As Sandberg comes back, will the Cubs regret letting him leave?
Ryne Sandberg wanted to manage the Cubs, but the team bypassed him twice. Now he returns to Wrigley Field as a visiting manager.
NEW YORK -- No team should ever hire a manager simply because he "deserves it." No team should ever hire a manager simply because he's the guy the fans want.
It's too important a job. It's too important to hire the right guy, and not just the most popular guy.
All that said, you still wonder why Ryne Sandberg isn't managing the Cubs, instead of preparing to manage against them this weekend.
You still wonder if the Cubs made a mistake that will haunt them for year when they (twice) passed him over, or whether they avoided the public relations nightmare of watching such a popular figure fail in such a key job.
There's no way to know that yet, not with Sandberg just 14 games into his first big-league managing job with the Phillies. There are some positive early signs, some nice words from his players and some decent results, but nothing even close to definitive.
"Ryno's going to be a very good major-league manager," Phillies third baseman Michael Young predicted.
It could haunt the Cubs for years if he is, especially if he achieves his goal of winning a World Series before the Cubs achieve theirs. For now, though, the story is just of a popular legend returning to Wrigley in an unfamiliar uniform (even if Sandberg did get his first big-league hit at Wrigley, as a Phillie, in 1981).
Sandberg comes in without even a guarantee that he'll manage the Phillies beyond this season. The team stuck an "interim" label on him when he replaced Charlie Manuel two weeks back, and there have been hints that they might want to see whether someone more experienced (or more exciting) becomes available after the season.
There are plenty of people in the Phillies clubhouse who would like to see Sandberg stay and succeed, and plenty of people around baseball who would like to see the same thing.
Sandberg is the rare Hall of Famer who wants to manage (the first Hall of Fame player to manage since Frank Robinson with the 2006 Nationals), and the rarer major-league star who agreed to manage in the minors as preparation for a big-league job.
"It was totally worthwhile," Sandberg said. "I learned so much going through that process. I would say I wouldn't be prepared if I hadn't done that, and if I'd been put in this situation [managing in the big leagues], I'd have had no chance."
He speaks without any sense of entitlement, and describes his experience with the Cubs manager searches in the same way.
"There's no guarantee to manage in the majors," he said.
And yet it seemed like the Cubs were slapping Sandberg in the face when they bypassed him after he spent all that time in the minors (four years in the Cubs organization, and then two years with the Phillies' Triple-A team). From the outside, it felt like the Cubs had decided that Sandberg just wasn't that good a manager, that despite all the experience he wasn't the right guy.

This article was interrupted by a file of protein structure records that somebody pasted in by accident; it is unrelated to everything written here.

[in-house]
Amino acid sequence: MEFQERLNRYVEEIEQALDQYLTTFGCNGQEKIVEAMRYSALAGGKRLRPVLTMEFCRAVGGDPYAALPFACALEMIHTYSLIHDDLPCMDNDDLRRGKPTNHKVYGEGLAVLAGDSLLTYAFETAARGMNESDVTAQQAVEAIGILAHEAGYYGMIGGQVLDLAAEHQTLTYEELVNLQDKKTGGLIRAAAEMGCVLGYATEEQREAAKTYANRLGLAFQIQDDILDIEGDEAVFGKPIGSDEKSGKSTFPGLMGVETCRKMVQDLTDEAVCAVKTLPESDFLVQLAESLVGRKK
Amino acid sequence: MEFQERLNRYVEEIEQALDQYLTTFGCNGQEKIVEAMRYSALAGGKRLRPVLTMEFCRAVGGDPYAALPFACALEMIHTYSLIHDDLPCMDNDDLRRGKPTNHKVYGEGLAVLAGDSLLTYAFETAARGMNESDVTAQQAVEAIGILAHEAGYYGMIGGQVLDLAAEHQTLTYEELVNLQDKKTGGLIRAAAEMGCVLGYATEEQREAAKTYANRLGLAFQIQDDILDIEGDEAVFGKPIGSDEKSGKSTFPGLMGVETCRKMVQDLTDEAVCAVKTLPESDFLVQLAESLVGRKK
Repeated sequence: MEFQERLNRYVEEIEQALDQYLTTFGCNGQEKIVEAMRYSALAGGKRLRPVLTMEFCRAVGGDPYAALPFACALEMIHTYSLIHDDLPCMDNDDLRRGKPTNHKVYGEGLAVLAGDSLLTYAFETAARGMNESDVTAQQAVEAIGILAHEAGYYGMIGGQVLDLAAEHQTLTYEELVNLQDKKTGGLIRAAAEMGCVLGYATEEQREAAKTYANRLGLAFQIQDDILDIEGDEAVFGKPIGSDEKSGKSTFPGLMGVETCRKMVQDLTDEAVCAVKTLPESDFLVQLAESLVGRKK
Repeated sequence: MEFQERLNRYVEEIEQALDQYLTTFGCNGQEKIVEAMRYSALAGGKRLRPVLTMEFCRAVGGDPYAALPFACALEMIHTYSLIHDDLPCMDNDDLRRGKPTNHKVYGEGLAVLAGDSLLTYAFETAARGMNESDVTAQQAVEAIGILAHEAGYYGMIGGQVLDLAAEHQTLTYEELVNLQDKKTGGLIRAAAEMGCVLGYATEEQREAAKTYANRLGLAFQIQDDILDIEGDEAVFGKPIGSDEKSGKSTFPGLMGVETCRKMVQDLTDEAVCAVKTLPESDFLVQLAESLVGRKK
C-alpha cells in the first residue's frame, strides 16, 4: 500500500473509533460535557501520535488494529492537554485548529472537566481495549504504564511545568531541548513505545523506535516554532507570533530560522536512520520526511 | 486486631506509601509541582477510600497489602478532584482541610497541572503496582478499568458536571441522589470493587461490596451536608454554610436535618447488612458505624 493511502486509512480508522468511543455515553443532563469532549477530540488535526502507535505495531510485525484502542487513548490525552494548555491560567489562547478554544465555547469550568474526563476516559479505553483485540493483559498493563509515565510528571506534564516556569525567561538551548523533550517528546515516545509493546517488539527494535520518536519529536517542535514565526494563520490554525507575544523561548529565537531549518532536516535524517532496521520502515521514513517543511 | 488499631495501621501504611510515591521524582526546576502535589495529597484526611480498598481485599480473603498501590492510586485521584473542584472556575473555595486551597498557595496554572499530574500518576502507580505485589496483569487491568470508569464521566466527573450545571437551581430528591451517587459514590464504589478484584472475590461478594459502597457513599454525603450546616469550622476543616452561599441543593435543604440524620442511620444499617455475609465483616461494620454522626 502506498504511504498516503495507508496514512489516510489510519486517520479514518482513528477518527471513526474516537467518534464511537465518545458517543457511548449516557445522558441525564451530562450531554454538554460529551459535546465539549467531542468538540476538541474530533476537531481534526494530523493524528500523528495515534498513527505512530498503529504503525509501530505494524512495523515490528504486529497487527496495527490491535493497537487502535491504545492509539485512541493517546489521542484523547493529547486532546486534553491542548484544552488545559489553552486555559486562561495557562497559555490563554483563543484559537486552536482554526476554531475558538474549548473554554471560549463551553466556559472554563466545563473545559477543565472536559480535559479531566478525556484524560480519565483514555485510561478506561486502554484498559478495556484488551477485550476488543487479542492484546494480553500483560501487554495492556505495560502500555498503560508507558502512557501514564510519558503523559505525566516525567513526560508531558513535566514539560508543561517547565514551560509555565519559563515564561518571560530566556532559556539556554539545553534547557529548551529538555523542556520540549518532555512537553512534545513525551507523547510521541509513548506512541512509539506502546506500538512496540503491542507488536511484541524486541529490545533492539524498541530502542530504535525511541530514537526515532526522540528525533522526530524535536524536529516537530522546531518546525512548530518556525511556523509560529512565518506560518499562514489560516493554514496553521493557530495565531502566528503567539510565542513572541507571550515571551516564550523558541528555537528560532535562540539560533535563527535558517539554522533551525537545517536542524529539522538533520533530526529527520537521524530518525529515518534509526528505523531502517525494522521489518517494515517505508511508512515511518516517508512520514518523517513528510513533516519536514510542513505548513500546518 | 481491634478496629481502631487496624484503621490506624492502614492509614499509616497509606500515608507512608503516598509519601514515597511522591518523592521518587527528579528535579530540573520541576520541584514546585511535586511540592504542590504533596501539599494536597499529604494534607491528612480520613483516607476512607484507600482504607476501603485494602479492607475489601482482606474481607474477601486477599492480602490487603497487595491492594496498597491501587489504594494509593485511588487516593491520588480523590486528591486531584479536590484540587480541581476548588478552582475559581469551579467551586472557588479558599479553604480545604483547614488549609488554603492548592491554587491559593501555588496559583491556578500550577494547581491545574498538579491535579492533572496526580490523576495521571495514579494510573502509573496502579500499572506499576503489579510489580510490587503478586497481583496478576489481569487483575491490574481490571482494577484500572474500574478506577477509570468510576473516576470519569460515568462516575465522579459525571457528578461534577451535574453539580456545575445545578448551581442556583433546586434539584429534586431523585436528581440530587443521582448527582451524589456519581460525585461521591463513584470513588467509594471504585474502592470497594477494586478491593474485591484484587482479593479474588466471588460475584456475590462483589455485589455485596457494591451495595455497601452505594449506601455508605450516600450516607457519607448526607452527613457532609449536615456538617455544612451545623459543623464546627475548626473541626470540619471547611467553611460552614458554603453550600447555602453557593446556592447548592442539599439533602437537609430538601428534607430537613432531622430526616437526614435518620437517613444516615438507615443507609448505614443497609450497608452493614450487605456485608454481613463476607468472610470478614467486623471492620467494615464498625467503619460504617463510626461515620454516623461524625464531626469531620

Jim Hendry, the Cubs general manager who picked Mike Quade over Sandberg after the 2010 season, insists it wasn't that way. Quade had taken over for Lou Piniella as interim manager midway through 2010, and the Cubs players had responded to Quade and wanted him to get the job full-time.
"I just felt Mike deserved a shot," Hendry said Thursday. "But I'm thrilled [Sandberg] is getting a chance now."
A year later, Hendry and Quade were both gone, and new boss Theo Epstein quickly let Sandberg know that he wasn't under consideration as manager.
Sandberg was already a Phillies employee by then, and already considered by many to be the manager-in-waiting behind Manuel. He spent two years managing the Triple-A IronPigs before moving to the major-league staff as third-base coach.
He impressed the players with his approachability, and by showing that he understands that not everyone has Hall of Fame ability. His reputation was that he was a players' manager, but one who wasn't afraid to get tough when he needed to.
"I loved him," said Pete Orr, who played for Sandberg in the minors and now with the Phillies. "His biggest asset is his drive, his drive for the team to win, and also to want his players to succeed.
"He's in your corner."
Phillies people have already noted that Sandberg isn't afraid to try something new, and that he seems to want to push things on the bases a little more than Manuel did. They also note that he seems comfortable putting responsibility on the younger players.
"Those kids who played for him last year, Charlie never had confidence in any of them," said one rival scout who sees the Phillies regularly. "[Jake] Diekman, J.C. Ramirez, Tyler Cloyd --[Sandberg] isn't afraid to use them, and those kids seem more confident now.
"It's not a great team, but they are playing hard."
It isn't a great team, and the Phillies have a lot of work to do to turn this into even a competitive team next year. But with tickets to sell, big contracts still to run and a new television contract to negotiate, there's little chance of a real rebuild.
There's pressure to contend, or at least to be seen as trying to contend, and some believe Phillies management would jump at someone like Mike Scioscia if he became available.
Scioscia is an interesting name, because he grew up in Pennsylvania. He's also interesting because he was once to the Dodgers what Sandberg is to the Cubs: a popular former player who managed in the minors but was passed over for a big-league job.
Bypassing Scioscia proved to be a big Dodgers mistake. It's too early to know if bypassing Sandberg will prove just as bad.
But you better believe that this weekend at Wrigley Field, some will be asking exactly that question.